A big haul of new books this week. At the top of the list is Chad Harbach’s much anticipated debut, The Art of Fielding. Also new this week: the new Christopher Hitchens collection Arguably, Lily Tuck’s I Married You for Happiness, Nuruddin Farah’s Crossbones, and Anna Solomon’s debut The Little Bride. Sebastian Barry’s Booker long-listed On Canaan’s Side is now available in the U.S. And Great House by Nicole Krauss is now out in paperback.
“I realized that there was something wrong with an arrangement whereby a relatively affluent person such as I had become could afford to write about minimum wage jobs, squirrels as an urban food source or the penalties for sleeping in parks, while the people who were actually experiencing these sorts of things, or were in danger of experiencing them, could not.” Barbara Ehrenreich on writing about poverty.
"If you can get some brilliant artists to make a musical about your childhood, I highly recommend it. It's very cathartic." Recent MacArthur fellow Alison Bechdel's hugely successful graphic memoir, Fun Home, has been adapted into a Broadway musical, and now she's written a coda to the book that looks at what the musical has meant to her and what it could have meant to her parents. Pair with our interview with Bechdel here.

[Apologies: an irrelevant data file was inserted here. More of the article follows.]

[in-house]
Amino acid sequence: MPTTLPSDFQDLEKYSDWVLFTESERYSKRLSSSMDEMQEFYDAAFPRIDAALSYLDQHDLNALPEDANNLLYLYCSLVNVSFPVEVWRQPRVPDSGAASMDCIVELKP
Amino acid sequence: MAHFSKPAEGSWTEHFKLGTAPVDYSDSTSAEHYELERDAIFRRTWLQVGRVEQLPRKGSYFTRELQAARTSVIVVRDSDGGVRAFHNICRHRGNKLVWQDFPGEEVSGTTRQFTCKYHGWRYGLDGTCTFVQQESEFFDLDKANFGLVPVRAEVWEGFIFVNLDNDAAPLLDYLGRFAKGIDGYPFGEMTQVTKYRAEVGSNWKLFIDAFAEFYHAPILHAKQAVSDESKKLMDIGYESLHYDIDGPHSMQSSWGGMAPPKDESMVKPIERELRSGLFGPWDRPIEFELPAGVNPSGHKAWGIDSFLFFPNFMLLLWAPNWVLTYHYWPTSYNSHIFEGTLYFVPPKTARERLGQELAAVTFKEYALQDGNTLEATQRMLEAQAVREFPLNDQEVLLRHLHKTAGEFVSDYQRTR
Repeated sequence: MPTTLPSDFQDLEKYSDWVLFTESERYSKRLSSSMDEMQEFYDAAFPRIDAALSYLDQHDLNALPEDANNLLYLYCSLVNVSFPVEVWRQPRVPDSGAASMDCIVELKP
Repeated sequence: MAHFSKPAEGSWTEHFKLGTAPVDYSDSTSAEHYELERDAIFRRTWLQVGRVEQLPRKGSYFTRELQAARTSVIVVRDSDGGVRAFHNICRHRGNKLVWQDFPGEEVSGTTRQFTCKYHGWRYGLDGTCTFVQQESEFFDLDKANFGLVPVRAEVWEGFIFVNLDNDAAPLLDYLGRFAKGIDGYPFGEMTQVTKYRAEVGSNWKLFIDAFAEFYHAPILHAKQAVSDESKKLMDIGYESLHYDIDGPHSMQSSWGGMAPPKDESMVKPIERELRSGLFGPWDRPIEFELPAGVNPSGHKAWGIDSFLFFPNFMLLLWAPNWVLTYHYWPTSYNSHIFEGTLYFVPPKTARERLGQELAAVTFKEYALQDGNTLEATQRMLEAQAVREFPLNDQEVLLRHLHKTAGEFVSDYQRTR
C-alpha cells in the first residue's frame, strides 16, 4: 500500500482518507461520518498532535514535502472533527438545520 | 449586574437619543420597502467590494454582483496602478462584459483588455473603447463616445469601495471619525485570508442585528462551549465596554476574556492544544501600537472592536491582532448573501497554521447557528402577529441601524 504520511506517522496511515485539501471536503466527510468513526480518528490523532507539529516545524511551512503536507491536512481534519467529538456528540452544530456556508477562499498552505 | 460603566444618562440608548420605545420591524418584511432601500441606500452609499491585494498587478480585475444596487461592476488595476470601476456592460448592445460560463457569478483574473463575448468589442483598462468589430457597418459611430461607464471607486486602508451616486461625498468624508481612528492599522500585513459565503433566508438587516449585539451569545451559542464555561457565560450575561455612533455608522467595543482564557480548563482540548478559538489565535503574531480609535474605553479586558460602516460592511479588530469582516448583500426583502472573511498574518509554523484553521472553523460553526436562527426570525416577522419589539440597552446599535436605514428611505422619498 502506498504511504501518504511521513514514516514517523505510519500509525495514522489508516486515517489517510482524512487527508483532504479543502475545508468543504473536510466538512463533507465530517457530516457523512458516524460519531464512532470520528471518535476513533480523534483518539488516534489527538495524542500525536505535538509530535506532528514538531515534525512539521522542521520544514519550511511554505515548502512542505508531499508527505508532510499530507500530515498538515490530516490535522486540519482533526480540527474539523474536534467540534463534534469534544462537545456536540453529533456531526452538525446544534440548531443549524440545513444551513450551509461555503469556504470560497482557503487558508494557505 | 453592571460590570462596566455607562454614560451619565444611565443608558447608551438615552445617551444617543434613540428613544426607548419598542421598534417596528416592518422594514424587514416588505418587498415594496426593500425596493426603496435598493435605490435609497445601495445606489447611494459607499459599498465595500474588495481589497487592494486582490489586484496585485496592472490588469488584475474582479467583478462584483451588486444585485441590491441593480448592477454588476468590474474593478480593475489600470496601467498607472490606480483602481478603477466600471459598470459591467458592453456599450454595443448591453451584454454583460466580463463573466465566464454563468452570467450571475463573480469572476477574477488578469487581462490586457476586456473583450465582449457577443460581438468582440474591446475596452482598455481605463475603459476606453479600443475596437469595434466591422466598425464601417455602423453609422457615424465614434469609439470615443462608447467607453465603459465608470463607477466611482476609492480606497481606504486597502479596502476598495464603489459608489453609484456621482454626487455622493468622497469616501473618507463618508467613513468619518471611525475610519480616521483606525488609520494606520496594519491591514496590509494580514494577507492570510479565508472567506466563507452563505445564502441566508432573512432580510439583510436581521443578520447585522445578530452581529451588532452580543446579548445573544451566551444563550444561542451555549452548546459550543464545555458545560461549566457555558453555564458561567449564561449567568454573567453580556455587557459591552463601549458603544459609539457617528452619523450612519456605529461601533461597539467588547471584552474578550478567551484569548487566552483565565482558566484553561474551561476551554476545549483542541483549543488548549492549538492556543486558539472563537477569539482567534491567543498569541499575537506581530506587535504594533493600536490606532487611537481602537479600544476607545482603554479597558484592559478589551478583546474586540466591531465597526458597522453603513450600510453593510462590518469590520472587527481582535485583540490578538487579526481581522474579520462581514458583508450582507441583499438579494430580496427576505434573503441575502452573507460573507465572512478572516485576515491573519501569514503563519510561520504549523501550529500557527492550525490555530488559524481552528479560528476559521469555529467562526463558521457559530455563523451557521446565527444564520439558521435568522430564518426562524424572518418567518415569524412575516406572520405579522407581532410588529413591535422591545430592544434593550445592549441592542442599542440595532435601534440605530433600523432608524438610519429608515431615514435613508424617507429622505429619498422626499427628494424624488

What happens when you grow up reading Harry Potter, Twilight, and Fifty Shades of Grey? At The Morning News, five women discuss what it meant to come of age reading these books. "It’s more socially acceptable for a guy to watch porn than it is for a twentysomething woman to read these books. There is something that bothers me about that," one women said.
A D Jameson asked HTMLGIANT readers to name "the best story that [they'd] read in the past few years," and then he handily rounded up all of the answers and arranged them chronologically. He even provided links when he could. I guess we'll see you guys next month!
Jonathan Franzen’s Kraus Project should be “a match made in heaven,” writes Jacob Mikanowski, because of how it pairs together “the old hater [Karl Kraus] and the new [Franzen], the Butch Cassidy and Sundance Kid of cultural criticism drawn together across the gulf of a century to take on all comers.” Alas, the end result is instead a “strange and rather discordant experience, like receiving a deep tissue massage while being spat on from a great height.” (Bonus: One of the best London Review of Books openers of all time.)
Erin Morgenstern's debut novel The Night Circus went from National Novel Writing Month project to 6-figure book advance after being rejected by more than 30 agents.
On the persistent popularity and flexibility of Cinderella, from old folktales featuring talking gourds all the way to the upcoming Disney version, from NPR.